The Trobriand group of coral islands is situated a hundred miles off the north-east coast of Papua and north of the D 'Entr'ecasteaux Islands. In previous papers we have described caves on Kiriwina (the main island), Vakuta and Kitava (see References). We now describe caves of Kaileuna and Tuma (see Figures l and 2). In August 1970, we spent one week of intensive search for caves on these two islands, making our headquarters in the copra store in the village of Kadawaga. Kaileuna island is six miles long and almost four miles wide, and supports a population of 1,079 (1969 Census). It is separated from the large island of Kiriwina by a channel two miles wide between Mamamada Point and Boll Point, though the main village of Kadawaga on the west coast of Kaileuna is 18 miles from Losuia and 14 miles from Kaibola. The island is generally swampy in the centre with a rim of uplifted coral around the edge. We were assured that the correct name of the island is Laileula, but since Kaileuna is used on all previous maps it is retained here. However, we prefer Kadawaga to the Kudawaga or Kaduwaga that appear on some maps. The inhabitants are of mixed Melanesian-Polynesian Stock, who are almost totally self-supporting, being in the main farmers and fishermen. The yam (taitu) constitutes the staple crop and the harvest is still gathered in with ceremonies unchanged for centuries. There is great competition among families for the quantity and quality of the crop, which is displayed firstly in garden arbours (kalimonio), later in the village outside the houses; traditionally styled yam huts (bwaima) are then constructed to display the harvest until the next season. The transfer of yams from the garden to the village is occasion for a long procession of gatherers to parade through the village blowing conch shells and chanting traditional airs (sawili) to attract the attention of villagers to the harvesting party, After storage of the harvest, a period of dancing and feasting (milamala) continues for a month or more, Traditional clothing is the rule, Women and girls wear fibre skirts (doba), most of the men, especially the older ones, wear a pubic leaf (vivia) made from the sepal of the betel nut palm flower (Areca catechu Linn.). Tuma, the northernmost of the main islands in the Trobriand group, is six miles long and less than a mile wide. It is a low ridge of coral with swamps in the centre and along much of the western side. The island has been uninhabited since 1963 when the last few residents abandoned it and moved to Kiriwina, but it is still visited from time to time by other islanders who collect copra and fish. Tuma is believed by all Trobriand Islanders to be inhabited now by the spirits of the dead. It is also generally believed that Tuma is the original home of the TrobIiand ancestors; these ancestors are also said to have emerged at Labai Cave on Kiriwina Island, and from many other places of emergence or 'bwala". Lack of consistency in the legends does not appear to concern the Trobrianders very much. The cave maps in this paper are sketches based mainly on estimated dimensions, with a few actual measurements and compass bearings. Bwabwatu was surveyed more accurately, using a 100 ft steel reinforced tape and prismatic compass throughout.


Hydrogeologic Constraints on Yucatan's Development, 1974, Doehring Do, Butler Jh,
The Republic of Mexico has an ambitious and effective national water program. The Secretaria de Recursos Hidraulicos (SRH), whose director has cabinet rank in the federal government, is one of the most professionally distinguished government agencies of its kind in the Americas. Resources for the Future, Inc., has been assisting the World Bank with a water planning study which the Bank is undertaking jointly with the Mexican government. The study is intended to provide guidelines for the development of government policies and projects designed to bring about the most efficient use of Mexico's water resources. However, to date, their study has not been directed toward the growing problems of the northern Yucataan Peninsula which are discussed here.LeGrand (13) suggested that man has inherited a harsh environment in carbonate terranes. In the case of the northern Yucatan Peninsula, the physical environment creates a set of hydrogeologic constraints to future economic and social development. Planning for intermediate and long-range land use on the peninsula must be related directly to the limited and fragile groundwater source. Continued contamination will make future aquifer management a difficult challenge for federal, state, and territorial agencies. We conclude that any strategy for long-range land use in the study area should include establishment of a regional aquifermonitoring network for long-term measurements of key hydrogeologic parameters, including precipitation, evapotranspiration, water table elevations, and water quality. Information from this network would flow into a central facility for storage, interpretation, and analysis. At present the SRH is collecting some of these data. Expansion of the existing program to provide sound information for regional planning will greatly benefit present as well as future generations. If such a program is implemented, it will represent a model for regional planning in other tropical and subtropical karstic terrains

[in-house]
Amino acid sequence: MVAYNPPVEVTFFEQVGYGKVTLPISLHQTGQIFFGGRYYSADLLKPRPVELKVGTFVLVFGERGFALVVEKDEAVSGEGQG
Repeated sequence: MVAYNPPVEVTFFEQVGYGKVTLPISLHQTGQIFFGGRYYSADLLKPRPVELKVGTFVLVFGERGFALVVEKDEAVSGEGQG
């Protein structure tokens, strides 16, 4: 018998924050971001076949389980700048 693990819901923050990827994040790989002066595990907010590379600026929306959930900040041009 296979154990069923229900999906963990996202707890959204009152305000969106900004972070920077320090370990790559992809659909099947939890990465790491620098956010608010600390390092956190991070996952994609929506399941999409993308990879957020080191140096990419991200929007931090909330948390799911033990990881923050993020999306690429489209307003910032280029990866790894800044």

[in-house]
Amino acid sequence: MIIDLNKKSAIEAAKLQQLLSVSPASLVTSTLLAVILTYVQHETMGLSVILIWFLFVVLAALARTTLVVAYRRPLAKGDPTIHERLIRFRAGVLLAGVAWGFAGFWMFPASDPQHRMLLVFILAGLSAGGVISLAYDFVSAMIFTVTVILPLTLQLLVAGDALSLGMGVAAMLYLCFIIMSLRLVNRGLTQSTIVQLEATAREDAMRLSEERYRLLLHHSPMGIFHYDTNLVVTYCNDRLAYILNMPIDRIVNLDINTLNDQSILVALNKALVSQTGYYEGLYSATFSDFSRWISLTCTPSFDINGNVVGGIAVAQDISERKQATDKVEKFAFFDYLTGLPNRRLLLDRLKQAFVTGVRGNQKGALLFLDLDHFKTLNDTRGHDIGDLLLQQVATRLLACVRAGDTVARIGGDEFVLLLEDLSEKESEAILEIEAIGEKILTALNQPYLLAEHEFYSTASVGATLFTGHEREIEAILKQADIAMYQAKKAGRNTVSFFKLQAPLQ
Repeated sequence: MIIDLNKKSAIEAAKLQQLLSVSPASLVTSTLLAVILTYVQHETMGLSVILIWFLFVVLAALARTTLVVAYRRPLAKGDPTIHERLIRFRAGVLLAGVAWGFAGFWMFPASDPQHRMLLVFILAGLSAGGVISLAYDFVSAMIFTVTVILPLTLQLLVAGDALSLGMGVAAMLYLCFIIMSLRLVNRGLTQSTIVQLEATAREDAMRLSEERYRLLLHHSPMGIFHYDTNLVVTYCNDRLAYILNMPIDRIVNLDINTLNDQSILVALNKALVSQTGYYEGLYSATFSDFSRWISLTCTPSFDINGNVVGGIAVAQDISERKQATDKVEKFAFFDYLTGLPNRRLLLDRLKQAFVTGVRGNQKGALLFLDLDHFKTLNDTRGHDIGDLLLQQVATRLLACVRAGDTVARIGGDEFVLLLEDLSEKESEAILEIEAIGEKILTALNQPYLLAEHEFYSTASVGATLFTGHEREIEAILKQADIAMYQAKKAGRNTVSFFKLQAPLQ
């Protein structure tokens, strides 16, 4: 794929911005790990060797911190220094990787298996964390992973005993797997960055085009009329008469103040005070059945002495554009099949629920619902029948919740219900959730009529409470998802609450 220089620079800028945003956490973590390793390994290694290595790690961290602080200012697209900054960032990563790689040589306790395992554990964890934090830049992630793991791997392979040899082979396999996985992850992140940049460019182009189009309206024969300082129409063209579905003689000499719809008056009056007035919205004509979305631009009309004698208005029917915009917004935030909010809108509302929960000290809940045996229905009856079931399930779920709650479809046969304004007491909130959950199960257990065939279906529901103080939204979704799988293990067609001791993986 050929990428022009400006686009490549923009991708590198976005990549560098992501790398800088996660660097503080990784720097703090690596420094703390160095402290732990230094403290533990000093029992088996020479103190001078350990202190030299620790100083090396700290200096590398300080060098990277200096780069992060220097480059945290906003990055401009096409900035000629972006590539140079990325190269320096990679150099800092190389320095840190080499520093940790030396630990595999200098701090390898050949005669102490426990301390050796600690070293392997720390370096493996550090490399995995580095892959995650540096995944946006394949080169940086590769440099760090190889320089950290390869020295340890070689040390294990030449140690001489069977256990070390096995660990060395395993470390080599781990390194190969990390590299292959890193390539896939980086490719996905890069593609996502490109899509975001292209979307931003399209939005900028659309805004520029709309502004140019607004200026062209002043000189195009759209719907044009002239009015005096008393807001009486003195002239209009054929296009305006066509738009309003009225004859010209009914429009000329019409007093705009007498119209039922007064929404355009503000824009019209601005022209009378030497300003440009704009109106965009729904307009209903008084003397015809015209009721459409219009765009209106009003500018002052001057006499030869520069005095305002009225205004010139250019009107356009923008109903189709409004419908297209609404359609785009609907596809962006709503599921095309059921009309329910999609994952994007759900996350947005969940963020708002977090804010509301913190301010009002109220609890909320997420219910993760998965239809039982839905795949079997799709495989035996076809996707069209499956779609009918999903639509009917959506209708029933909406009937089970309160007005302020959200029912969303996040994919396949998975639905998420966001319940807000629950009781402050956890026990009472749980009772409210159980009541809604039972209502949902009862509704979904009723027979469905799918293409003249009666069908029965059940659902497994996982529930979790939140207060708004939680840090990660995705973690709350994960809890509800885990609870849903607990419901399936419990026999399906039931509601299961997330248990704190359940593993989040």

Potential Gas Accumulation in Caves in Bowling Green, Including Relationship to Water Quality, 1976, Elliott, L. P.

The ecology of Metazoa in a settling basin of the Berlin Water Works and its importance in the process of purification of percolated surface water., 1976, Ritterbusch Barbara
Based upon the hypothesis that the Metazoa (nematoda and rotifera) in the interstitial stratum of a slow sand filter are of importance in the process of purification of surface water, a filter was built to check the substrate characteristics of different grain sizes compared with the natural soil. It was found that the granulometric composition of sands as found in the settling basins did have the best comparative screening properties. This was demonstrated by chemical analyses of NH4, NO2, NO3, PO4, KMnO4-consumption and O2-saturation. Only the NO3-graph is shown here. The importance of Metazoa in the process of filtering water was studied by inoculating metazoic microorganisms into the most efficient filter. Chemical analyses of the water did not reveal a significant change of water quality over that from a non-inoculated filter. Because of this result the Metazoa do not appear to act as an important component in the water purification by sand filtration.